The Case Study: Thematic Mismatch

Writers sometimes say that they didn’t make their characters act in a certain way; rather, the character him- or herself let the writer know what needed to happen next. Games, I’ve found, can do the same. One means for the game to be like this, but it becomes clear that the plan is not a perfect fit; the game wants to be like that.

I’m trying to figure out whether Over the Next Dune is in that place. Currently, the capture-and-rescue rules seem to be working very well. However, the play is undermining the theme. After a rescue the searcher just kind of keeps going–surely the Axis soldiers would be a bit more attentive. Furthermore, rescue missions can lead to a sequence where two or even three players are captured and rescued in turn, lending the whole situation a bit of a Keystone Kops feel. The mechanics have stopped lining up with the gritty narrative of desperate Allies and dangerous Axis.

I hate to alter the rules having just gotten them to a satisfactory state, so I’m tempted to look to the theme instead. At this moment I’m considering embracing the Keystone Kops notion. Playing out an escape from a comical jailhouse, running wildly about the prison yard while Benny Hill music plays in the background, might actually be a lot of fun. OtND has never been a detailed simulation; rather than trying to fit it into a wargame mode, it might be more fun if the the game ran with its broad-strokes, almost cartoonish approach.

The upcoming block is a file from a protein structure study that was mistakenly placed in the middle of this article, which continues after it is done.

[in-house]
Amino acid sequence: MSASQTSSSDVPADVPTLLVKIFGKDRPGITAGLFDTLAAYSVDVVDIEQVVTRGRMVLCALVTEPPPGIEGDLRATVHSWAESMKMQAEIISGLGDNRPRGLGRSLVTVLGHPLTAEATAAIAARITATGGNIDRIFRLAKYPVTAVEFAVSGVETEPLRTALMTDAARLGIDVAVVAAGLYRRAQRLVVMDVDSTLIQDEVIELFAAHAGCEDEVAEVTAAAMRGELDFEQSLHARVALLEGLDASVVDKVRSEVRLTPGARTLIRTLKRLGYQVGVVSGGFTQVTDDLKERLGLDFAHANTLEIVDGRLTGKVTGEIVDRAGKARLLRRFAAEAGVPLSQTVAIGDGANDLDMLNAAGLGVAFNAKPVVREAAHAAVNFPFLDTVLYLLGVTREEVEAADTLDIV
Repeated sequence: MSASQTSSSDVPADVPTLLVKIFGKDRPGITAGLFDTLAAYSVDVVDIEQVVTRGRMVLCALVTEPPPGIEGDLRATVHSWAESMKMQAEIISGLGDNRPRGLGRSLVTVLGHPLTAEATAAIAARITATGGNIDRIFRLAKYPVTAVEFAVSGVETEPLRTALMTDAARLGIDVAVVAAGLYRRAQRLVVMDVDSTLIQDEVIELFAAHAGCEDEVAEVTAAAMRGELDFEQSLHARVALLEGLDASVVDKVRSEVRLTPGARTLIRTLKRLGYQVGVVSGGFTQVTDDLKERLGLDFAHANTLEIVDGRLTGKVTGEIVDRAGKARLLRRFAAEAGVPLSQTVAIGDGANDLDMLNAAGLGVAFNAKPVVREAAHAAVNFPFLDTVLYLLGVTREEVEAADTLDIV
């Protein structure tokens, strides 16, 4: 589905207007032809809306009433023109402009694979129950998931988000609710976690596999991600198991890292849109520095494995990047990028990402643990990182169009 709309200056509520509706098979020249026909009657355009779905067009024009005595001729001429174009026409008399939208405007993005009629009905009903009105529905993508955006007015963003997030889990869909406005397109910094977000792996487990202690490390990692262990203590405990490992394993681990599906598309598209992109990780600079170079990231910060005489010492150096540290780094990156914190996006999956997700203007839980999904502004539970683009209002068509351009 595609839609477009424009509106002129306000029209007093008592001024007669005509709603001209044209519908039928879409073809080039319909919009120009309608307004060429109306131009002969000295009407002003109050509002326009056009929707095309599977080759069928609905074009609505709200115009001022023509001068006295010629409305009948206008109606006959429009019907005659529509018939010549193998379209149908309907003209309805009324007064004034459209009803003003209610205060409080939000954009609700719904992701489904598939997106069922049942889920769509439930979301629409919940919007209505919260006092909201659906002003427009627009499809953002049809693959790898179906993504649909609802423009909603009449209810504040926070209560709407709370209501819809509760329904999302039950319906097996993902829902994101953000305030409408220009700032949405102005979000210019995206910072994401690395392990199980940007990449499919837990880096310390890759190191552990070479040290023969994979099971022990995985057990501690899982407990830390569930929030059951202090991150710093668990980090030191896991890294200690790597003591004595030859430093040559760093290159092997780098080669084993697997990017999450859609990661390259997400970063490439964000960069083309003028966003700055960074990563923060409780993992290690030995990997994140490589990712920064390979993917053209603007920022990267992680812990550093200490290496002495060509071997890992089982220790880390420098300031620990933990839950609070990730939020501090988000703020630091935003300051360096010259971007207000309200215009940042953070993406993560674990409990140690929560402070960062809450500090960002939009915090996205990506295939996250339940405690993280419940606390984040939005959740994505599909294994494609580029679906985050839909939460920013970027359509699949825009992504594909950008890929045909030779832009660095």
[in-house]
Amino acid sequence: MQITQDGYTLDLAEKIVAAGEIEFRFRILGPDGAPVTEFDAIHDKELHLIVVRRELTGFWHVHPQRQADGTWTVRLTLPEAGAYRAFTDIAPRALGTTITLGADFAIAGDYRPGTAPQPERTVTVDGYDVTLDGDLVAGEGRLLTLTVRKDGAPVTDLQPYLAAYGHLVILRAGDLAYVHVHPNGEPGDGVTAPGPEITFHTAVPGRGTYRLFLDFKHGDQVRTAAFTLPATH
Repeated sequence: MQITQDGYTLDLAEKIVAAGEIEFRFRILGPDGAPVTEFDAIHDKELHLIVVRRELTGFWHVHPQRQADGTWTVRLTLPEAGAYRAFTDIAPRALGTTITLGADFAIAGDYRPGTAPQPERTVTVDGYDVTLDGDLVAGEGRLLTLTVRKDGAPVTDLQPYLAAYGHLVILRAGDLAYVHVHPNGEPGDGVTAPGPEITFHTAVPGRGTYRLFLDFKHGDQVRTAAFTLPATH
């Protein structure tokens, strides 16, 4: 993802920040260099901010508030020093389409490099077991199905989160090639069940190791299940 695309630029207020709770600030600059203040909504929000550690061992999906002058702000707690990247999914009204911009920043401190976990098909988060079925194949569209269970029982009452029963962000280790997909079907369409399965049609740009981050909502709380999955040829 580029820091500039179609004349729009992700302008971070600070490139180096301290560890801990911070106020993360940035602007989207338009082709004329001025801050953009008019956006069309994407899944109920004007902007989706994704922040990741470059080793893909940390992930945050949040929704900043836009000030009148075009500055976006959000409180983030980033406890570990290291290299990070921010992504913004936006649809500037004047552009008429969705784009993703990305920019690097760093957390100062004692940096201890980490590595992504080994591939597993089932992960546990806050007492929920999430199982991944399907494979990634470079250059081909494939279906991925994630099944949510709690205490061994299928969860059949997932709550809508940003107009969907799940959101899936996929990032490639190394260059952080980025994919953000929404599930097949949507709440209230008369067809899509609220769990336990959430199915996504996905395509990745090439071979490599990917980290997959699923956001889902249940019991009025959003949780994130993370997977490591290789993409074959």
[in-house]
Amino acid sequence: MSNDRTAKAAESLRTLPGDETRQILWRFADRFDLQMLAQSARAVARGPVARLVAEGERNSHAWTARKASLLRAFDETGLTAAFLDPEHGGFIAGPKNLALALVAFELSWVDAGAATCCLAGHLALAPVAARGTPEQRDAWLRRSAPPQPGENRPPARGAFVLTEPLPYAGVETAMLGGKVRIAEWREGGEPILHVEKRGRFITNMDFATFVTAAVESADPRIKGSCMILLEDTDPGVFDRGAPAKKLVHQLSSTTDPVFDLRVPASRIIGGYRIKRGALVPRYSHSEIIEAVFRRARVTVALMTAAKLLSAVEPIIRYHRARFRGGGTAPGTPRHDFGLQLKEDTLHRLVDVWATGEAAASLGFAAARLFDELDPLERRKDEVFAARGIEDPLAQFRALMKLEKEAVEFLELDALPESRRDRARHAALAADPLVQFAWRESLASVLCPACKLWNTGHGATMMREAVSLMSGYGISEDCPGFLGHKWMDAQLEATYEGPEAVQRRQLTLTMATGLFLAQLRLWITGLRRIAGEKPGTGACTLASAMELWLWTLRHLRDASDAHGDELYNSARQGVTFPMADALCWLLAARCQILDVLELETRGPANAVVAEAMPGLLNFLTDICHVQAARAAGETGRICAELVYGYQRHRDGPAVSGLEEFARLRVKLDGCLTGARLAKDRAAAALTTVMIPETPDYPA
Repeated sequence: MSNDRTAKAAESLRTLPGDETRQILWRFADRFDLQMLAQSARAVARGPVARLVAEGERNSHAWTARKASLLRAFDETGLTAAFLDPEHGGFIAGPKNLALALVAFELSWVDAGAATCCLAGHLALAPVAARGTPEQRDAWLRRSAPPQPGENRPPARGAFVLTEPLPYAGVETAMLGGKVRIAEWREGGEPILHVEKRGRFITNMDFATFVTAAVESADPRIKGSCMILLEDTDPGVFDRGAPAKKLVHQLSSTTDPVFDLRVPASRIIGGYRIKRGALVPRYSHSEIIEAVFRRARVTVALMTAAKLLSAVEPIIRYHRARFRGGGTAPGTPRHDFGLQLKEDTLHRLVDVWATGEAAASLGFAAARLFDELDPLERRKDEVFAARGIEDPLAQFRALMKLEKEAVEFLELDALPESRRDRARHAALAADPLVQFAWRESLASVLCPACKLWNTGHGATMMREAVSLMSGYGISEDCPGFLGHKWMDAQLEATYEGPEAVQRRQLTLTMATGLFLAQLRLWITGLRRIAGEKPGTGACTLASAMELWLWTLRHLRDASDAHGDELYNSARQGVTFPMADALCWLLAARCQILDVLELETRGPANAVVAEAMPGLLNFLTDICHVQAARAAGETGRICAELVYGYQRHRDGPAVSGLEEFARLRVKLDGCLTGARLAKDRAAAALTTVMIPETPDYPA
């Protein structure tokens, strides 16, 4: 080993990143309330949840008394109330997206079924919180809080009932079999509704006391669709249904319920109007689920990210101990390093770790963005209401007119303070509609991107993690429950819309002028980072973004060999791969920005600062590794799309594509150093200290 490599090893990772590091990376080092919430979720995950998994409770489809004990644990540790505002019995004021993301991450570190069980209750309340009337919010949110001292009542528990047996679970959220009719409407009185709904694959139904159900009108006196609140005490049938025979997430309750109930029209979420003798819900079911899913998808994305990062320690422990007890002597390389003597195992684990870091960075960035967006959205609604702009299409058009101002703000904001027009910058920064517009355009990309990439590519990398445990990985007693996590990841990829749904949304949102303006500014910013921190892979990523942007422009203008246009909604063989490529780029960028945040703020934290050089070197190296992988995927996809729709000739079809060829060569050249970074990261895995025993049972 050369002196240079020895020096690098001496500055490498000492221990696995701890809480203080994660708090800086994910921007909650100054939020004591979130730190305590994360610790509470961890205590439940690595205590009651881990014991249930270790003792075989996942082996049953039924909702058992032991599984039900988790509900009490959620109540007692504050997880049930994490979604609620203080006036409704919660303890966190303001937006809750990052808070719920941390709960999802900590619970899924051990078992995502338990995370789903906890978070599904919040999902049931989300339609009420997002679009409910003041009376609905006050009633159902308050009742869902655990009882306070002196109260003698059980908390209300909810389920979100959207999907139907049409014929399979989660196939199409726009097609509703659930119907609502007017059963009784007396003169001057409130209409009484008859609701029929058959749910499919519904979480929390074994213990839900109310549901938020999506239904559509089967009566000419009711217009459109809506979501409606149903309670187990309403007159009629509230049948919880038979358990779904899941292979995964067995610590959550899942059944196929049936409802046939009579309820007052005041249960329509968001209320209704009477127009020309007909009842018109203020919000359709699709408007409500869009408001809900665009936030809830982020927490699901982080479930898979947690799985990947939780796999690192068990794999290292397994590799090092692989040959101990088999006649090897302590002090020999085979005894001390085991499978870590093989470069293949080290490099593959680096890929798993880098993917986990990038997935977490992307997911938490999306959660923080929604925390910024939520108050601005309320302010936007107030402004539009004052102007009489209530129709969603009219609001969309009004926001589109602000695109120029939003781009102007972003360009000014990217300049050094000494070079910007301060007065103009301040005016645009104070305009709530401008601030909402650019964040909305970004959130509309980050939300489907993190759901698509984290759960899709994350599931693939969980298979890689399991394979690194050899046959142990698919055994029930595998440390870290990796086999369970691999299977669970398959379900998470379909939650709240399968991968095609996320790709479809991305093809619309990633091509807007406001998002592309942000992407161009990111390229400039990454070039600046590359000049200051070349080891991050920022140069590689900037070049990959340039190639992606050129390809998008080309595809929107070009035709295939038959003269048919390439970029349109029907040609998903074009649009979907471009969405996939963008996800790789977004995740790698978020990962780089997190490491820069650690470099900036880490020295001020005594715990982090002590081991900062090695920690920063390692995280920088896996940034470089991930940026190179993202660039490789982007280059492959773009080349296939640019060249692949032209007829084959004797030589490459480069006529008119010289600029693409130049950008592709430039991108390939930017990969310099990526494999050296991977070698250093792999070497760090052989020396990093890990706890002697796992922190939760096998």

On the other hand, “criminals fleeing” could be a controversial theme–and I’m not sure playing it for laughs will resolve detractors’ concerns. (Of course, war is also a theme that should be handled with some care.) Picking a narrative for OtND that offends is certainly going to make it less fun for some.

This isn’t a question that needs to be finalized right away; there are lots of backstories that could fit a game about sneaking around, and the mechanics are not so tied to the theme that the details have to be set in stone in advance. For now, I’m going to keep an eye out for situations where OtND’s gameplay isn’t matching its theme, and I’ll be trying to listen for what the game might have to say about narratives that would work better. If OtND says something to you about this, please let me know. 🙂

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